Yes it's true that a lot of old songs contain themes and images that today seem a lot less appropriate than they may have way back then. I do a lot of changing words, too. About as ugly (musically) as I ever get is "Frankie and Johnny", the Charlie Poole version where "Frankie put her finger on the 44 and the gun went Rootie-toot-toot, and Johnny fell...".

Back in the historic 1980's there was a rap album that was actually banned in our county by the Solicitor (District Attorney), so I went and bought it just because he said I couldn't. But when I listened to it (this was probably the first non-Jamaican rap I had ever heard) it literally made me sick. It was by 2LiveCrew, and the "songs" were all about horrible, inhuman violence to women presented in such a way that it was apparently meant to be normal, or even funny. I smashed it with a hammer. That was a turning point for me. There really is no comparison.

Chet


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Subject: Lyr Add: SUGAR BABE (from Mance Lipscomb)
From: Stewie
Date: 22 Oct 99 - 08:26 PM

Rick, here are Lipscomb's words. The source is 'Texas Songster' Arhoolie CD 306 - he said it was the first song that he learnt:

Sugar babe, I'm tired of you
Ain't you honey but the way you do
Sugar babe it's all over now

All I want my baby to do
Is make five dollars and give me two
Sugar babe it's all over now

Went downtown and bought me a rope
Whupped my baby 'til she buzzard lope
Sugar babe it's all over now

Sugar babe what's the matter with you
You don't treat me like you used to do
Sugar babe it's all over now

Went to town and bought me a line
Whupped my baby 'til she changed her mind
Sugar babe, sugar babe, it's all over now

Repeat first stanza


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Subject: RE: sugar babe
From: Pelrad
Date: 22 Oct 99 - 08:44 PM

My goodness. When I was three years old this was my favorite song; I sang it over and over - at least, I sang "Sugar baby what's the matter with you? You don't love me like you used to. Sugar babe, it's all over now." so often I drove my parents nuts. I seem to remember some verse about standing around in the rain, too...Now I sort of know where it came from. I wonder which version my father had a recording of?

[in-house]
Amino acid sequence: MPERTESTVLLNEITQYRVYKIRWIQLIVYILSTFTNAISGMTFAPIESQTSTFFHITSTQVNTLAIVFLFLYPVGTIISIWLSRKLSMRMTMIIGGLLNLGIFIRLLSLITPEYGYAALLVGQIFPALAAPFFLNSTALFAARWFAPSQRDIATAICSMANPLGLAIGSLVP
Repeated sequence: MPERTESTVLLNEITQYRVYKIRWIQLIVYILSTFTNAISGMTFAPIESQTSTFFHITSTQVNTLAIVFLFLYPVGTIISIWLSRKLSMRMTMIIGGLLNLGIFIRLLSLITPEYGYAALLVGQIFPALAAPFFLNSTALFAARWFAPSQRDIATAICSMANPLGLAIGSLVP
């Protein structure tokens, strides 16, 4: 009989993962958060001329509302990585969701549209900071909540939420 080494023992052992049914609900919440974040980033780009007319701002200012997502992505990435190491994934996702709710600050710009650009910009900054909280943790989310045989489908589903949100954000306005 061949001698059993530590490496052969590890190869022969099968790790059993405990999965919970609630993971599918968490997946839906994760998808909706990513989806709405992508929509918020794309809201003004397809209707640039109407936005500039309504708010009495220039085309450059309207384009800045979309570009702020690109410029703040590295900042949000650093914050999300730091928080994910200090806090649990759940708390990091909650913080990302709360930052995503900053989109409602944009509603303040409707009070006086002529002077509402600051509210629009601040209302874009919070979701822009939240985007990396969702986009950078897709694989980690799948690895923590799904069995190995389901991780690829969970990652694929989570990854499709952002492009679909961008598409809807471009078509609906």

Thanks for asking interesting questions around here! lol


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Subject: RE: sugar babe
From: katlaughing
Date: 22 Oct 99 - 08:46 PM

Back in 1989 or so(?), when I didn't know about their lyrics, Chet, and when I was a real activist/rabblerouser, I protested with a bunch of teenagers , including my daughter, in Westerly, RI, because they weren't going to let 2livecrew hold a concert there. I was incensed about the censorship that represented to me at the time. Also, that was about the time their cops had pulled me over at night to harass and threaten me for my "No Blood For Oil" sign in my car window, protesting the gulf war, so I wasn't too impressed with the town, anyway, even though I loved the arts center I worked at. I know better now, but I still don't know if I would agree wiht censoring them. Definitely wouldn't let my kids go to it and they did NOT listen to them. We had allof the discussions early on about misogyny etc., so my girls wouldn't have anyway.